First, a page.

April 27, 2011: Nine Years Later

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27 Apr 2020 9:00 AM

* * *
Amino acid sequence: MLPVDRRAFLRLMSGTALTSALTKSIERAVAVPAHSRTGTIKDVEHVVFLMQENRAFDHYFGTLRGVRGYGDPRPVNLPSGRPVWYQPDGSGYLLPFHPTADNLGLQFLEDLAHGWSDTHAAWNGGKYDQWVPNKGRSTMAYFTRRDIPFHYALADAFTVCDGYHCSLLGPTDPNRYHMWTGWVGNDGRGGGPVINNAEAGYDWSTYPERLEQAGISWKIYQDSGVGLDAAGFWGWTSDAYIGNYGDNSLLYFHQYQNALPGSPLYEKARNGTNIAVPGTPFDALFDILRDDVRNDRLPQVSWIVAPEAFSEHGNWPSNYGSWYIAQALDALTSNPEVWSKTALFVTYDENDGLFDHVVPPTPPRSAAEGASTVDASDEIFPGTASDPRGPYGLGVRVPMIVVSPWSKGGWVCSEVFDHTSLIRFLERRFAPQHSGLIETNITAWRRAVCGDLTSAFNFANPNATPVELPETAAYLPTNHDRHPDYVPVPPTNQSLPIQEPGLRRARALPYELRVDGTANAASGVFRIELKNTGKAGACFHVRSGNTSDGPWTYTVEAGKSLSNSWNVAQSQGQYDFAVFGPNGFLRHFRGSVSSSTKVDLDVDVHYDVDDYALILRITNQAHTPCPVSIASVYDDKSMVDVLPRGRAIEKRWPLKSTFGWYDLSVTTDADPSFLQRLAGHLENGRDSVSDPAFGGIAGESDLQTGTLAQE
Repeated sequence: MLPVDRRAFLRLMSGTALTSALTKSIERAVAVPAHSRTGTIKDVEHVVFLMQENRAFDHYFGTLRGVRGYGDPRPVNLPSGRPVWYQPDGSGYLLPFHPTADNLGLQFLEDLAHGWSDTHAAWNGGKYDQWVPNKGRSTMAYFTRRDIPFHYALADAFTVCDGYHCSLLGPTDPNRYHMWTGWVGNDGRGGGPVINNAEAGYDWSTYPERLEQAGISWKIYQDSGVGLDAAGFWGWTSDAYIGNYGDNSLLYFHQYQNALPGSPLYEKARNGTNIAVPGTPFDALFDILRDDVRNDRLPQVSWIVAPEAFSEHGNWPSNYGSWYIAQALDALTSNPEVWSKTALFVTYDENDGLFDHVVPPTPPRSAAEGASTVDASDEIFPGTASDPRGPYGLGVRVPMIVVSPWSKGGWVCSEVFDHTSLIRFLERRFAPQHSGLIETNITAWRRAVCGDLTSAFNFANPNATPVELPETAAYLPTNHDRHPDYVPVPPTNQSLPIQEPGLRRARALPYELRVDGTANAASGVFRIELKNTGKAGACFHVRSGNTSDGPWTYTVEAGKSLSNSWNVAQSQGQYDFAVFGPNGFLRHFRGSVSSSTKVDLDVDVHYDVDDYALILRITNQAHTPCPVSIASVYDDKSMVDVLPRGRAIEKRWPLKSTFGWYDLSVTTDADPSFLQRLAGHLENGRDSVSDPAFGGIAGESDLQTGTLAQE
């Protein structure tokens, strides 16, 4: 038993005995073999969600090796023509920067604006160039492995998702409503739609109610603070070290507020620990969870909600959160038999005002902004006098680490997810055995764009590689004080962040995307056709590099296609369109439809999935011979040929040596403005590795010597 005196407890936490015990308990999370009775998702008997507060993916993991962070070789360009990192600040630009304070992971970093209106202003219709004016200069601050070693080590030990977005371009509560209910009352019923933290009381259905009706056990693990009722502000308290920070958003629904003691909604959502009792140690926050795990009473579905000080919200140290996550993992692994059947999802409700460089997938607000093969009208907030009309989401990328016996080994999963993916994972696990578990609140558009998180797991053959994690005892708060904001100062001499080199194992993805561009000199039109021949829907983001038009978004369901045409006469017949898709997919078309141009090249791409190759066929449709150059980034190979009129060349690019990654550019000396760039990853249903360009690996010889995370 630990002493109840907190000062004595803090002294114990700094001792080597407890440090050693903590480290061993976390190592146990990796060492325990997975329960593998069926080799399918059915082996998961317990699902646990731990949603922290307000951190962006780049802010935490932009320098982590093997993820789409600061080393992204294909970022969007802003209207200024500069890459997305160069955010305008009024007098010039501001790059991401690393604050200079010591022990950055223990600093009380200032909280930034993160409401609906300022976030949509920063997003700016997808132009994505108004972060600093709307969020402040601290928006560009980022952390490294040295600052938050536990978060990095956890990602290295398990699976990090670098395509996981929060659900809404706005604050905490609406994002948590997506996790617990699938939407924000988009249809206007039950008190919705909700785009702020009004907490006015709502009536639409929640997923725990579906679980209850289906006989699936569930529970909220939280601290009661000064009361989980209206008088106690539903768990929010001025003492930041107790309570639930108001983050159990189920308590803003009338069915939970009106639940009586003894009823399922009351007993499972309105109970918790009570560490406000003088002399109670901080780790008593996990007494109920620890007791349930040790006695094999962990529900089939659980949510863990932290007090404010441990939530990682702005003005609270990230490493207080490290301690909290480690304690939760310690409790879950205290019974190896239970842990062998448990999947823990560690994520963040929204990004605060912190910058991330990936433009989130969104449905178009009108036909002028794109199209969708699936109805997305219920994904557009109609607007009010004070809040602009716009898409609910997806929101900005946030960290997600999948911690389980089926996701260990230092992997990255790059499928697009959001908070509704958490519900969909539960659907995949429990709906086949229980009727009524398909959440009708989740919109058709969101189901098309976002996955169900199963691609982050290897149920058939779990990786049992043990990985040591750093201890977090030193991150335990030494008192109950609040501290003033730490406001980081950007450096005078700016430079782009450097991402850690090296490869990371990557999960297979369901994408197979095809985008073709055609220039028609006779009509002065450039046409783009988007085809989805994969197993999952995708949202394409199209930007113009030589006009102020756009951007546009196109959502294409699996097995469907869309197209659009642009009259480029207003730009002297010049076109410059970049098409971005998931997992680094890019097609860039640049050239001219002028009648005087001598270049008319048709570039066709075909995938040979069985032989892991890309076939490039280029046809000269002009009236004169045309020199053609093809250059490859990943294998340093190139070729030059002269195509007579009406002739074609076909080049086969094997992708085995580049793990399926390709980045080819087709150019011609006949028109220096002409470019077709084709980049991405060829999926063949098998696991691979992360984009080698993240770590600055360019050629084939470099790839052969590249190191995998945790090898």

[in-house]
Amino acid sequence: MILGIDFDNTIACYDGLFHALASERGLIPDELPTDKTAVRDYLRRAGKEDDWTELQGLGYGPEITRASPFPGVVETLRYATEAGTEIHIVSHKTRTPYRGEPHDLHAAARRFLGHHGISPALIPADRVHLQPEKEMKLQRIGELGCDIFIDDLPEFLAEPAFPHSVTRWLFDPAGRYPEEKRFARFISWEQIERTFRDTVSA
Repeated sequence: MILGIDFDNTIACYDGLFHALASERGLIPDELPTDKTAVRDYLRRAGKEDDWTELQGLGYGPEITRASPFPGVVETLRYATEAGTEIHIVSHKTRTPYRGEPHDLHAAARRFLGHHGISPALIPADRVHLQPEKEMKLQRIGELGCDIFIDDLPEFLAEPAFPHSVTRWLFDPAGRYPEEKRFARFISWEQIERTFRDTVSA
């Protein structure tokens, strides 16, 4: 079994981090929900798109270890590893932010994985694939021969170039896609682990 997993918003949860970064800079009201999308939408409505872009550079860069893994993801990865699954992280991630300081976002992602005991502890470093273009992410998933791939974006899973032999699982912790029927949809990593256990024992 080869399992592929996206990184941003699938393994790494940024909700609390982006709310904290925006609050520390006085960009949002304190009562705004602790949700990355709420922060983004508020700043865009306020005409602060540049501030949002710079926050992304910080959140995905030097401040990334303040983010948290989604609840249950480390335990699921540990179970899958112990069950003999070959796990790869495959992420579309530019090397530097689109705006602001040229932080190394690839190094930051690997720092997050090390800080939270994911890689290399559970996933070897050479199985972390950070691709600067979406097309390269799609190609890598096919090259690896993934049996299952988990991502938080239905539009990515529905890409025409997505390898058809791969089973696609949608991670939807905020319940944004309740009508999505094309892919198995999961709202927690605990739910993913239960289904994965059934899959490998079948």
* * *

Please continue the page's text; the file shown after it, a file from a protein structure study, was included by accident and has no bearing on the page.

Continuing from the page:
Nine years ago, the largest single-day tornado outbreak in recent memory took hundreds of lives across the southeastern United States. April 27th, 2011 is a date that will live in meteorological history books forever, along with many others across the Southeast who experienced that fateful day. A total of 321 people lost their lives as a result of 362 tornadoes. That made April 27th, 2011 the deadliest day for tornadoes in 75 years; the last time that many Americans had lost their lives in a tornado outbreak was back in 1936. It also produced about 11 billion dollars in damage. Twenty-one different states - spanning a distance from Texas to New York - saw tornadoes touch down during the four-day outbreak that centered around the worst and deadliest day of them all: April 27th. But it was the power of the tornadoes - and the heavily-populated areas that they directly struck - that made this particular outbreak a once-in-a-generation type of event. Thirty-eight tornadoes received a rating of an EF-3 or above that day, including 12 EF-4s and three EF-5s, the highest rating possible on the Enhanced Fujita scale. Most of those took place in Alabama, Tennessee and Mississippi, and relatively highly-populated parts of those states. For context, the United States averages around 37 EF-3 or above tornadoes in an entire year. Hardest-hit on April 27th, was, of course, the state of Alabama. The tornadoes that tore through Tuscaloosa, Cullman, Hackleburg and Birmingham - among a small sampling of impacted Alabama locations hit on April 27th - will forever be remembered. Over a thousand people were injured and 65 people were killed by the Tuscaloosa-Birmingham high-end EF-4 tornado alone. Here's a look at some of the tracks of the April 27th tornadoes, including (in red) the violent twisters from that day:   WeatherNation meteorologist David Neal, who was in Alabama during the outbreak, shared his experiences from the outbreak. https://www.youtube.com/watch?v=L3YwZNivA8U It wasn't just April 27th itself, either. Dozens of other tornadoes struck between April 22nd and April 28th, including an EF-4 that moved through the north side of St. Louis, Missouri. Less than a month after April 27th, a huge EF-5 Joplin tornado devastated southwestern Missouri, killing more than 150 people. But the date April 27th, 2011 tornado outbreak won't soon be forgotten in the Southeast - and the hundreds of lives lost from them.
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